The great thing about franchising is that there are so...
The goal of most franchise systems is to expand the business beyond a single unit. There are different ways of setting up a franchise system to achieve this goal.
This is the most prevalent of the three franchise arrangements. In unit franchising, the franchisor simply licences the franchisee to operate the franchised business at a single location. The franchisor and franchisee enter into a franchise agreement that governs their relationship and the operation of the franchised business. The key advantage to unit franchising is that it gives the franchisor maximum control over expansion of its franchise system. The key disadvantage is slower growth, since the franchisor uses its own time and resources to expand and oversee its system.
In this arrangement, the franchisor grants the franchisee (known as the “area developer”) the right to establish and operate more than one franchised unit within a specifically defined region or territory. The area developer enters into an area development agreement with the franchisor and usually pays a development fee for the right to develop the franchise system in the specific territory. The area development agreement usually deals only with the expansion aspects of the franchise, often setting out a schedule for the opening of individual franchise units in the area developer’s territory. The operation of each franchise unit within the territory is usually governed by a separate franchise agreement. The key advantages of this arrangement is the potential for faster growth and increased revenues, both development fees and increased royalty fees, as the system expands. One of the disadvantages is that this arrangement requires an additional contractual relationship and, where franchise disclosure laws are applicable, additional disclosure.
In sub-franchising, also known as “master franchising”, the franchisor licences the franchisee (in this arrangement commonly known as the “sub-franchisor”) the right to grant, within a defined territory, unit franchises to other persons (known as “sub-franchisees”) for its own account. In effect, the sub-franchisor takes on many, if not most, of the responsibilities of the franchisor in the defined territory or region. At the top of the structure is a contractual relationship between the franchisor and sub-franchisor (often referred to as a “master franchise agreement”), governing the development of the territory (usually pursuant to an agreed-upon schedule) and setting out the responsibilities of the franchisor and sub-franchisor in the territory. Below this is a separate contractual relationship (the “franchise agreement”) between the sub-franchisor and the sub-franchisee governing the operation of the franchised business. The main advantage of sub-franchising is that it permits for rapid expansion of the franchise system, particularly to territories where the franchisor may not know the laws, customs or demographics, or have the desire or time to establish a presence itself. Thus, master franchising has been used when expanding outside of one’s national borders, as when a franchisor based in the United States of America desires to expand into Canada. The main disadvantage is the franchisor’s loss of control when placing another person between itself and the franchisees.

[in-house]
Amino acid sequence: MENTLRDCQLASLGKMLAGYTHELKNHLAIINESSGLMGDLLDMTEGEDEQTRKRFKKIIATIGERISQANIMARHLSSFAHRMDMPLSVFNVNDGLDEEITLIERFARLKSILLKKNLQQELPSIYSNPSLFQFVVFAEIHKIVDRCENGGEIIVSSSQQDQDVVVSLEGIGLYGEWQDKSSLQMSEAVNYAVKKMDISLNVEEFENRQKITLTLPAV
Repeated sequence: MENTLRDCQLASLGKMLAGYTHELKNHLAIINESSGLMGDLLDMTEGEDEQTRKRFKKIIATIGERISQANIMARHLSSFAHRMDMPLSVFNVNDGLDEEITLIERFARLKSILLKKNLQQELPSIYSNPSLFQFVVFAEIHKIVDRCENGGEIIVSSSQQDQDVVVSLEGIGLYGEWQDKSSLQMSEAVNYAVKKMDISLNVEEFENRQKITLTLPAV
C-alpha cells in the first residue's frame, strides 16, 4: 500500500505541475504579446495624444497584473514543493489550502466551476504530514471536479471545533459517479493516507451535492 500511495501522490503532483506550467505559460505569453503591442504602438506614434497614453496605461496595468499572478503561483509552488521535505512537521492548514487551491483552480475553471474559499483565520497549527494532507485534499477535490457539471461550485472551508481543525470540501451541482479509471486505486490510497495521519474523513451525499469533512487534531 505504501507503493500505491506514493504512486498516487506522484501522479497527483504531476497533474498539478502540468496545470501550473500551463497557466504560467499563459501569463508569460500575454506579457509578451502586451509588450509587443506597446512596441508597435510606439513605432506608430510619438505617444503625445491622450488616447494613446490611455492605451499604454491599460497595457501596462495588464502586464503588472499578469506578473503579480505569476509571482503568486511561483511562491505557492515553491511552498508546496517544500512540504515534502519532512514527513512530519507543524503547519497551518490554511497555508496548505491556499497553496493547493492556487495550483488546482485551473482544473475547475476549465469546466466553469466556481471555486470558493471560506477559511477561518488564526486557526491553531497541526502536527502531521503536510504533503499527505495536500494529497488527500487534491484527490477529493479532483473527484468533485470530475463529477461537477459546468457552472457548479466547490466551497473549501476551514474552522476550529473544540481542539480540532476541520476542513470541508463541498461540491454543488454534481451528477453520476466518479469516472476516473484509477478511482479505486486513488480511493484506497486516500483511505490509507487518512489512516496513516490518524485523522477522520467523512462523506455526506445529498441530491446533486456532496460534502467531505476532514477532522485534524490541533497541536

Choice of structure depends on many factors, including the maturity of your franchise system, the control you wish to maintain, the territories or regions into which you wish to expand, the opportunity for expansion, and even the necessity to expand, to name a few. Also, each arrangement has numerous variations, each with its advantages and disadvantages. The choice of the appropriate structure should be made carefully in consultation with an experienced franchise lawyer.
Louis Vouloukos practises franchise law at Lawrence, Lawrence, Stevenson LLP. He can be reached at (905) 452-6883 or email@example.com